5. Destroyer – After the success of ALIVE! KISS finally had a budget and that extended to the art department.  10-year-old boys across America were simultaneously intrigued and scared shitless at the sight of KISS deftly balancing their platform boots atop a pile of rubble while a small town burns in the background.  This was the second cover as Ken Kelly’s first cover had the burning city behind KISS much closer which didn’t sit well with execs at Casablanca.  So the city was moved back.  The color of the sky was switched to a more purple like color and for some reason that seemed less violent.  Who cares.  The cover was awesome.


4. Love GunKen Kelly was brought back and he came up with another classic.  This time it featured KISS in their sweet new costumes with busty black haired women in white face surrounding their feet.  They were almost like soulless, faceless pin up models for teens to rub one out to.  For my money, Robert Palmer borrowed upon this for his video’s in the 80’s where his band consisted of emotionless like-costumed females.  While there are similarities between this and Destroyer the chicks with half their huge racks pouring out of their tops gives this one the edge.


3. Rock N Roll Over – Both simple and complex.  The block cartoon artwork just works.  The circular design makes it so anyway you hold it, you have no idea which is the top.  Seen it done since.  Not sure if it was done prior.  There is a magic to this cover.  The colors, the background imagery for each member.  It all works.  This album looks like it sounds.  Awesome.  Makes for a great t-shirt as well.  The artist, Michael Doret, was brought back for the underwhelming and lazy attempt at an album cover for 2009’s Sonic Boom.  But he got it right with this one.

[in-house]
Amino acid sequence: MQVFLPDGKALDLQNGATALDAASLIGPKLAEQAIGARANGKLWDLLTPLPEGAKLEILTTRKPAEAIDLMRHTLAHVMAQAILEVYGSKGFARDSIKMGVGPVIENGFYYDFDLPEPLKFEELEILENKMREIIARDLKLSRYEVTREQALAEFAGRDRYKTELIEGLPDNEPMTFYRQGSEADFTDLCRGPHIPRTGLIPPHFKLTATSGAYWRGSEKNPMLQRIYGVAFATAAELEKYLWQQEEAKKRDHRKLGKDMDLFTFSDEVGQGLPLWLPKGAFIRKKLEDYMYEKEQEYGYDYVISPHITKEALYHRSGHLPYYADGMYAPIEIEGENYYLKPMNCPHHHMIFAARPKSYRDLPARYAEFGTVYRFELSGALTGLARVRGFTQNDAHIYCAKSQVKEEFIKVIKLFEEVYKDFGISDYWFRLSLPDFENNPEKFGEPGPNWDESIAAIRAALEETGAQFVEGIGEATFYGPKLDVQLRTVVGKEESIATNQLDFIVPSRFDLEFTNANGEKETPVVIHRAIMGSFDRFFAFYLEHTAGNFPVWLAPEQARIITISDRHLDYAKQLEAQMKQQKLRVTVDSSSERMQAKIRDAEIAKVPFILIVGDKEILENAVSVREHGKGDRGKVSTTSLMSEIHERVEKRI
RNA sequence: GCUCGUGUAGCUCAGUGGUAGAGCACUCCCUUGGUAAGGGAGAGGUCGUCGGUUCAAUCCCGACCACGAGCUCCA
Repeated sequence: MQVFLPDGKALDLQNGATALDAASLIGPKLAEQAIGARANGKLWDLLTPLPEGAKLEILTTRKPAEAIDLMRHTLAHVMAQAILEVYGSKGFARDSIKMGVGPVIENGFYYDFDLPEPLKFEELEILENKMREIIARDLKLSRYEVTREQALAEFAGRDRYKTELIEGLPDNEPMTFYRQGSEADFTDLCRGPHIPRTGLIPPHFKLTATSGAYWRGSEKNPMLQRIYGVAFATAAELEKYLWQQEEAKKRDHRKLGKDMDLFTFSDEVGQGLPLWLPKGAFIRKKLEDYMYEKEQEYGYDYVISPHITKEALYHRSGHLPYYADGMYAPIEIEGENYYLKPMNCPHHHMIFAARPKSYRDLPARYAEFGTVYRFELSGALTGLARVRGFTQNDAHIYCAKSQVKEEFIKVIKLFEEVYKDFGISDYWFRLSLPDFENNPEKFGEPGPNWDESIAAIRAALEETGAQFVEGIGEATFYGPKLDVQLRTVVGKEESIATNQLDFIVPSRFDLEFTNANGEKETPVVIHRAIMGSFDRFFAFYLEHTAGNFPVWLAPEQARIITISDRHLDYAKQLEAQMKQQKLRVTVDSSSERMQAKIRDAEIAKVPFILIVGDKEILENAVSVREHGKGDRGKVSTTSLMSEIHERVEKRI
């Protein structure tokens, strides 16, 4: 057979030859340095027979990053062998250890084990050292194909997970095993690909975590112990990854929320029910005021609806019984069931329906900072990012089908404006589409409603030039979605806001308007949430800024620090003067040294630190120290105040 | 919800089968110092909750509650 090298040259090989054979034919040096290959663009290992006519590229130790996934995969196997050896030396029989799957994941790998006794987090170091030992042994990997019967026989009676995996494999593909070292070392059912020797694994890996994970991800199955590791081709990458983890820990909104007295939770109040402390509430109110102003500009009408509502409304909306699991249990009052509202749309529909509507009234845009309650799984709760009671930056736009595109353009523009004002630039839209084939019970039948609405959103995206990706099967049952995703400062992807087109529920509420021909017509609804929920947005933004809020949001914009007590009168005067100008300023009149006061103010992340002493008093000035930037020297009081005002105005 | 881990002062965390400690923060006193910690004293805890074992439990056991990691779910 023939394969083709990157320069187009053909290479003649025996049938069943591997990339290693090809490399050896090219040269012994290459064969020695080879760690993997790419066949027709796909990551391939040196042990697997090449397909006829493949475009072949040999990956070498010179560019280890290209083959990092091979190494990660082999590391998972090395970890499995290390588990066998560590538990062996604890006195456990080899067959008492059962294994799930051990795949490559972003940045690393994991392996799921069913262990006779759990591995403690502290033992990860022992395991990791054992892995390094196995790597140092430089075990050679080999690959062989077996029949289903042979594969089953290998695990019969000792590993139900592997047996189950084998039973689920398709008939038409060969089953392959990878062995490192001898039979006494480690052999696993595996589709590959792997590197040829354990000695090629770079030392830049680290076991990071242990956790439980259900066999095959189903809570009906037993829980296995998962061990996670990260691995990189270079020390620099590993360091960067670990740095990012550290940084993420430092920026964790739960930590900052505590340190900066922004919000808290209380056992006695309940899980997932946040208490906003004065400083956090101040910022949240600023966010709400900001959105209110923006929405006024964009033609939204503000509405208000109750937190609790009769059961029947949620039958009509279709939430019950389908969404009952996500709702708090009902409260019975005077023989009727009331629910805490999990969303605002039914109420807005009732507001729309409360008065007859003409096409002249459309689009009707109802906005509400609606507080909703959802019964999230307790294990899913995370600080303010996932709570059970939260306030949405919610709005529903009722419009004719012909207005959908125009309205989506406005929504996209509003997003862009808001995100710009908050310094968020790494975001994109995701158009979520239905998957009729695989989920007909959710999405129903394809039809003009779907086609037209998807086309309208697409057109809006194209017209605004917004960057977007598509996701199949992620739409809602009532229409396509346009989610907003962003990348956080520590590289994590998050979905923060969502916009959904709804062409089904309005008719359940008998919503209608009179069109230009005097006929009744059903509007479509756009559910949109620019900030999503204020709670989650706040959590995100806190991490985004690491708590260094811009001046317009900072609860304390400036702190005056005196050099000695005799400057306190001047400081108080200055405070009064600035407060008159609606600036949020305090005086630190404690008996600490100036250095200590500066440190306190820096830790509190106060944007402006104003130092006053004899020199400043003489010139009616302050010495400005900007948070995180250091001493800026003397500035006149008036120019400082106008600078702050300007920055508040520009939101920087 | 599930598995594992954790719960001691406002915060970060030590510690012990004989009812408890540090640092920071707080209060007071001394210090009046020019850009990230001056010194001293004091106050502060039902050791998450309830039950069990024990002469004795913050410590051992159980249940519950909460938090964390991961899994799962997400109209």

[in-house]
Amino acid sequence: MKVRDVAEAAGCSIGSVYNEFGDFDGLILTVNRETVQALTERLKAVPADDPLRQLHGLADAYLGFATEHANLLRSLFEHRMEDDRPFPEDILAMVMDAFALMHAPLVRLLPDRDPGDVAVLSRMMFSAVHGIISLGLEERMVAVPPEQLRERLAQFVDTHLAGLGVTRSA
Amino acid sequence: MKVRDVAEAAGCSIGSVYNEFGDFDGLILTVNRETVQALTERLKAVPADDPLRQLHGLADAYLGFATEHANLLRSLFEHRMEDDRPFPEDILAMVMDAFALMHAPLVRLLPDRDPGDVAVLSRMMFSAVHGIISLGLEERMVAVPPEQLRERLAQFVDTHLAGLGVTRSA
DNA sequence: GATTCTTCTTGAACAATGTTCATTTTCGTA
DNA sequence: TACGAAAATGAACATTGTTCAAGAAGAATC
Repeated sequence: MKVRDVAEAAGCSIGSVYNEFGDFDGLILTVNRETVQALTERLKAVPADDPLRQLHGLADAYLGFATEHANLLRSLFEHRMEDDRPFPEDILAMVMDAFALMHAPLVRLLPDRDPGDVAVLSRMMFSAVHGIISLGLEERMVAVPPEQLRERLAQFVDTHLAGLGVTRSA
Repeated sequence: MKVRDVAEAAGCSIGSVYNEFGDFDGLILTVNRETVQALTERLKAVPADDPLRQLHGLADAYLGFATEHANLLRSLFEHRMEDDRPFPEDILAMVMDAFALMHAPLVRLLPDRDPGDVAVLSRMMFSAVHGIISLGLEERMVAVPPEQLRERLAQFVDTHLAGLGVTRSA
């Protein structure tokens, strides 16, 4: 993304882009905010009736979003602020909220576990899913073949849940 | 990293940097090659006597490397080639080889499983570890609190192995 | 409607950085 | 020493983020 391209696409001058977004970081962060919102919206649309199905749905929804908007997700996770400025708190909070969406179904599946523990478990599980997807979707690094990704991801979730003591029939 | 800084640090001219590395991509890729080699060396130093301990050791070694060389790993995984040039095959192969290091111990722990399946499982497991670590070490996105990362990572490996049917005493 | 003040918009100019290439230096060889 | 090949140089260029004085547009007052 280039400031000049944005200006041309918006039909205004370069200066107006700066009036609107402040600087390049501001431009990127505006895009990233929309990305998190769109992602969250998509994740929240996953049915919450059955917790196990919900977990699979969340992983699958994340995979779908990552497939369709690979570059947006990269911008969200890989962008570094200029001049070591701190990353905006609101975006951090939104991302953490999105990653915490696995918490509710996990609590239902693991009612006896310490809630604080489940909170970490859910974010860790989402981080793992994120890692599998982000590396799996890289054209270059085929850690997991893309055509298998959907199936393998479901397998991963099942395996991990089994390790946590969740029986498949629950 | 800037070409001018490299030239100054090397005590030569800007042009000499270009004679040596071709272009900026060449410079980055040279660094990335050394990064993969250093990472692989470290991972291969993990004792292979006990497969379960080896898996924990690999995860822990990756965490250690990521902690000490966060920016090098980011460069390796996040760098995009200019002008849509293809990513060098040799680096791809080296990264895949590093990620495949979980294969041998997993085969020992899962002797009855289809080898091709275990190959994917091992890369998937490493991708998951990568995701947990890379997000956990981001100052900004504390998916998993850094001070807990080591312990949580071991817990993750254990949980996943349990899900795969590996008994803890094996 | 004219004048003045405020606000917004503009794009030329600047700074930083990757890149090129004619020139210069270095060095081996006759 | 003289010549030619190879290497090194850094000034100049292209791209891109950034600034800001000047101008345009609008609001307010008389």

2. ALIVE! – If you could sum up a KISS concert with one picture this would be it.  Even though it is a staged photo, it oozes KISS live.  The back cover showed what looked like an endless arena with 53 levels of seats all packed and waiting for KISS to take the stage.  Inside is less inspiring as it’s basically an ad for the KISS studio albums along with super cheesy to downright stupid (Sorry Gene) hand written messages from each member that were often referred to as a “personal” message to KISS fans.  Not sure how writing a note for 5 million people can ever be considered personal but I digress.  Despite the shortcomings of the inner art, the cover is another example of the perfect marriage of cover art and the music contained.  When I see this cover, I hear the way the music sounds.  Not just the songs, the sound.  This cover is a picture of what Rock N Roll is.  This would eventually break KISS as a viable recording act and propel the rest of their career.

1. KISS – I don’t know what it is.  Maybe it’s the diamond KISS logo.  Maybe it’s Peter’s weird looking whiskers or Ace’s silver hair.  It doesn’t really matter this cover just kicks ass.  Low tech and low budget and beautiful.  Its not just nostalgic.  It still looks cooler than most covers.  It was better times for the members of KISS.  They worked together for the same thing.  The resentments that would later destroy the band had yet to surface.  The ego’s were more shared.  The individual roles were embraced.  And this album cover, while not exactly cutting edge, was perfect.  It wasn’t light.  It was black.  Black and silver.  It was metal before it was called metal.  You didn’t hold this record in your hands and think you were getting a Partridge Family record.  It was the first and remains the best.

Well that’s it.  Disagree?  Let me know how you’d rank them and I’ll explain why you’re wrong. 😉

Originally published July 15th 2015

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Geekwire Week of 06.03.24 – Ep575

We’re back to discuss all the weird, wonderful, and ridiculous in the rock world with Geekwire! Here’s what we’re gabbing about this